When you have allergies, it can seem like it controls your life. Quiet college seminars, dates and romantic weekends suddenly seem impossible. Without a supply of antihistamines on hand, you may be left sneezing and snuffling your way through your next date.
For many allergy sufferers, over-the-counter antihistamines are an absolute necessity when their allergies flare up. Unfortunately, many people are becoming increasingly concerned over the safety of taking medication like this over the long term. Luckily, there is a natural solution to your allergies. Natural antihistamines can help provide relief from allergies without the dizziness, headaches or sleepiness that normally accompanies over-the-counter medications.
How Do Antihistamines Work?
Your body is an amazing machine that is talented at spotting foreign pathogens and invaders. When an infection enters your body, your immune system boost blood flow to the affected area and attacks the infection. Unfortunately, your body is not perfect. Sometimes, it thinks that allergens like dander or pollen are dangerous foreign invaders instead of a part of the environment. When this happens, your body still produces histamine. Blood vessels leak slightly as blood flows to the area, which causes your mucus membranes to swell. Because of the extra mucus, you may develop a runny nose, itching, sneezing, itchy eyes and swelling.
Histamine is extremely useful for your body to defend against bacteria, fungi and viruses. Unfortunately, it can go into overdrive and cause you to experience allergy symptoms. An antihistamine is designed to stop histamine from causing so many side effects. Interestingly, there are many natural antihistamines that you can find in your cupboard or at a natural foods store.
Natural Antihistamines to Beat Allergies
While over-the-counter antihistamines are generally safe to use, they do carry some side effects. Many antihistamine users complain of drowsiness, headaches or dizziness. Even when an over-the-counter drug is marketed as having few side effects or “non-drowsy,” it will often still cause some types of symptoms. To have natural allergy relieve, try these simple antihistamine alternatives.
1. Herbal Options
Some herbs have been used as antihistamines for hundreds or thousands of years. Depending on the type of herb, you may be able to use it as a syrup, tea or supplement. Many of these herbs can be found at your local natural foods store or food co-op.
Ginkgo: For years, gingko has been marketed as a memory enhancer and an energy booster. It also provides antihistamine properties. It can help naturally fight seasonal allergies, asthma, weak blood circulation and bronchitis. Often, gingko is consumed in a pill form.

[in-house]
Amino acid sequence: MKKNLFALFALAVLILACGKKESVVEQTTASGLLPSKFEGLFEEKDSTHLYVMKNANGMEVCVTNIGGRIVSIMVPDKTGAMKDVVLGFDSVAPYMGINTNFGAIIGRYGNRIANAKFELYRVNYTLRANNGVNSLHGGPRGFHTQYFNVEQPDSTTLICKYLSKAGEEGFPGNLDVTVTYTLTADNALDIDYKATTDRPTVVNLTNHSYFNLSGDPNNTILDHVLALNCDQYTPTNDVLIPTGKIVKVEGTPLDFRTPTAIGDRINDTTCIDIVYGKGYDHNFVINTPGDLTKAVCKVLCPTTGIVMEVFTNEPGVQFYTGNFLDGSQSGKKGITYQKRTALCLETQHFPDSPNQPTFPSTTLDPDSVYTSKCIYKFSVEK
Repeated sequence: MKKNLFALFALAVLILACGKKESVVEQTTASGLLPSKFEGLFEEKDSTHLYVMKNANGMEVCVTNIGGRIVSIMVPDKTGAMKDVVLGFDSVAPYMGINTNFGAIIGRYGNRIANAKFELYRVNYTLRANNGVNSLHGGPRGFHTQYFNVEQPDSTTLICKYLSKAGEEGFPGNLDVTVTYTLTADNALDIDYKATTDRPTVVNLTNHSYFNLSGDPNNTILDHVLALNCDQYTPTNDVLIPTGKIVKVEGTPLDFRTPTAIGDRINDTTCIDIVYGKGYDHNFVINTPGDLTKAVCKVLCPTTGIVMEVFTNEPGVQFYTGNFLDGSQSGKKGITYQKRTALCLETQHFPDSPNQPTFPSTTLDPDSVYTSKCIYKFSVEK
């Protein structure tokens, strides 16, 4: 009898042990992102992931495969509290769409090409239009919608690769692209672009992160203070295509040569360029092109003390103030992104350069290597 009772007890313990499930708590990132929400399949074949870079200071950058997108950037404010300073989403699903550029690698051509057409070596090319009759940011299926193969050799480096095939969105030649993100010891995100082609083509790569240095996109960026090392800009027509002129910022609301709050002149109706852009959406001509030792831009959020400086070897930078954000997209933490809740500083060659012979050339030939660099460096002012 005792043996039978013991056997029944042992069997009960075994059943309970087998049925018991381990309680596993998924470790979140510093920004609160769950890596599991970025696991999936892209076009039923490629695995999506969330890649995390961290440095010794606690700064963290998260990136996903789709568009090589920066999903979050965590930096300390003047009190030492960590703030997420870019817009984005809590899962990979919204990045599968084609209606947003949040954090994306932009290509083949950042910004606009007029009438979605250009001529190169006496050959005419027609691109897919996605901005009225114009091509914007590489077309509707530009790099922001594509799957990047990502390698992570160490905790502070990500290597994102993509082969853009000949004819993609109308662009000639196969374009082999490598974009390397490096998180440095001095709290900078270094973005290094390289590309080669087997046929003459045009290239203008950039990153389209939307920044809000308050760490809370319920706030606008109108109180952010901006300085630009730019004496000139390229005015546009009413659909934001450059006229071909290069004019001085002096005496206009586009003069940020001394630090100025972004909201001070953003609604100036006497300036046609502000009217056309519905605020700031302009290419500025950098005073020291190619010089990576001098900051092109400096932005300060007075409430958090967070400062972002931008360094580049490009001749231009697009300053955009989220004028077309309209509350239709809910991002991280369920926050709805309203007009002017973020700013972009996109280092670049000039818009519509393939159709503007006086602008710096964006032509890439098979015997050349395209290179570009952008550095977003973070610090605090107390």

Elderberry: In the wild, you can pick elderberries fresh and they taste sweet. While it might be delicious to eat, the elderberry is more than just a snack. This berry can help to lower swelling and inflammation in your mucus membranes. This means that it is perfect if you have the flu, allergies or the cold and need help breathing. You can use it as a tea or as a liquid syrup as a natural antihistamine.
Stinging Nettle: Stinging nettle is well known for its ability to work as an antihistamine. It can relieve the symptoms of seasonal allergies, hay fever, gout and sore joints. You can use it as a supplement or apply it to your skin. If you are collecting fresh stinging nettle, you must do so before it flowers and use gloves. Afterward, you must blanch the stinging nettle in boiling water to free it from the thorny spikes.
Eyebright: This herb is known for being an effective eye medication, which is where it got its name. Other than eyes, it can alleviate allergy symptoms. Once used, it can alleviate itchy, dry and watery eyes. It can be used as a tea, and some forms can be used as an eye wash. Make sure that the package says that it can be used as an eye wash or ask your naturopath before using it as such.
Jewelweed: Native Americans have had to deal with poison ivy for thousands of years. Over time, they figured out that jewelweed could stop the histamine reaction produced by poison ivy. Best of all, it turns out that jewelweed is also a natural antihistamine that can be used for allergies or bee stings. You can use it as a supplement or a topical.
Flavonoids have natural anti-inflammatory properties that can help. Foods like green peppers, blueberries, tomatoes, sweet potatoes and strawberries are all rich in flavonoids.
3. Vitamin C
Surprise! Vitamin C is not just good for preventing illnesses. It can also help reduce the symptoms of allergies. It naturally fights against free radicals, boost your immune system and fights free radicals. Fruits and vegetables are naturally high in vitamin C, so make sure that you eat as many veggies and fruits as possible!
Bromelain is a natural antihistamine that is a popular cough suppressant as well. It reduces the thickness of mucus produced in your body, which helps to reduce your tendency to cough. Bromelain is also good at digesting protein. Plus, bromelain blocks the production of kinnins and fibrin in your body, so it can reduce swelling and inflammation. It is found in the stem of pineapples, so you can either buy it as a supplement or eat a lot of pineapple.
5. Vitamin A
Vitamin A is found in leafy green vegetables, carrots, mangoes, tomatoes and spinach. It has antioxidant properties that help to control allergic reactions.
6. Omega-3 Fatty Acids
These fatty acids are powerhouses of anti-inflammatory properties that can help your allergies. Best of all, you can easily find them in grass-fed meat, flaxseed oil, cold water fish and canola oil.